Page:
Microsoft Appeals Word Ruling, Asks for Stay

Microsoft on Tuesday asked a court to stay an injunction that could put a stop to sales of Microsoft Word.

In a filing with the U.S. District Court for the Eastern District of Texas, Microsoft also asked for an expedited review of its appeal.

The moves follow an injunction issued by the court last week that said Microsoft had 60 days to stop selling Word products that let users create custom XML documents. The ruling, which also includes additional damages Microsoft must pay, was related to a patent infringement suit filed by i4i in 2007. The court has issued total damages against Microsoft of more than US$290 million.

The most common versions of Word on the market now, Word 2003 and Word 2007, both allow users to create custom XML documents.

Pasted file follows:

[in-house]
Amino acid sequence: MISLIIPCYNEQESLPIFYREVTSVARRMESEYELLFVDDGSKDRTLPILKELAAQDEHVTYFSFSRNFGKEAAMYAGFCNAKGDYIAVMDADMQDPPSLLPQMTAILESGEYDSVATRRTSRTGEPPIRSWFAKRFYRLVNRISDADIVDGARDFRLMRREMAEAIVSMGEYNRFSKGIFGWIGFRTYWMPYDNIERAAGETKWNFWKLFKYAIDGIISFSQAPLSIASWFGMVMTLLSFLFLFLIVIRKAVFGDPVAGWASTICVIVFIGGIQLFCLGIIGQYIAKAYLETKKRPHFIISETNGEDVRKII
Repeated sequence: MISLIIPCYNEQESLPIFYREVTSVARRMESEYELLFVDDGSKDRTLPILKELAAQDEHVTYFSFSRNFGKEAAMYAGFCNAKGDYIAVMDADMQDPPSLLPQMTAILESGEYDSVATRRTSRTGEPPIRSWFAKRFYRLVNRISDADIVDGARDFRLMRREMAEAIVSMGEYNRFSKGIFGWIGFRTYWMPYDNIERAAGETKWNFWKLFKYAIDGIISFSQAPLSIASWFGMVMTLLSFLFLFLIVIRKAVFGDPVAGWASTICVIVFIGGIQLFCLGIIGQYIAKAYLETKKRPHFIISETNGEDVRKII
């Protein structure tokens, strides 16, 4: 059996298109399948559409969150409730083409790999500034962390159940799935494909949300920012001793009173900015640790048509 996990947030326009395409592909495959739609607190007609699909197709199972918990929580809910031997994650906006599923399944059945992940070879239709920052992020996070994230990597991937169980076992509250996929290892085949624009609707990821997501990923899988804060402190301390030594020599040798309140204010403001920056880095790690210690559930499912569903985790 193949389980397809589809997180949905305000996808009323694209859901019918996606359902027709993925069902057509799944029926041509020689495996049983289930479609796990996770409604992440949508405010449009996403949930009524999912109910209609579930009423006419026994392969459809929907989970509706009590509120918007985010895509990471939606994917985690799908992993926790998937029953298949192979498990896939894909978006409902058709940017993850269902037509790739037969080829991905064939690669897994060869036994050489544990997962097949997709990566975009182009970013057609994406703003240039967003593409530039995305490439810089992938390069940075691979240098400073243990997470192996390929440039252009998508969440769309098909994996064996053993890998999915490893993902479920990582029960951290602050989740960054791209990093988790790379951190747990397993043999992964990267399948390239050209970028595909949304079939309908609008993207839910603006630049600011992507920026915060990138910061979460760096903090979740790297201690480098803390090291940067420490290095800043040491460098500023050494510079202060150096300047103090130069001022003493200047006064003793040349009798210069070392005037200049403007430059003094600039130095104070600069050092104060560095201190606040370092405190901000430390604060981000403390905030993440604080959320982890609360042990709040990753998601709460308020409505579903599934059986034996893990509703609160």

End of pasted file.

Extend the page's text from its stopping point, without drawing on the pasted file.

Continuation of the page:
If Microsoft doesn't win a stay, it may be able to develop a workaround that avoids using the technology in question or possibly strip the capability from the products.

I4i expected the appeal but will continue to enforce its patent, said Loudon Owen, chairman of i4i.

Microsoft said it believes it hasn't infringed the patent, which it argues is also invalid.

Custom XML allows people to create forms or templates such that words in certain fields are tagged and then can be managed in a database, Owen said. Large companies and government agencies, for example, might create such templates.

I4i's patent covers technology that lets end-users manipulate document architecture and content.

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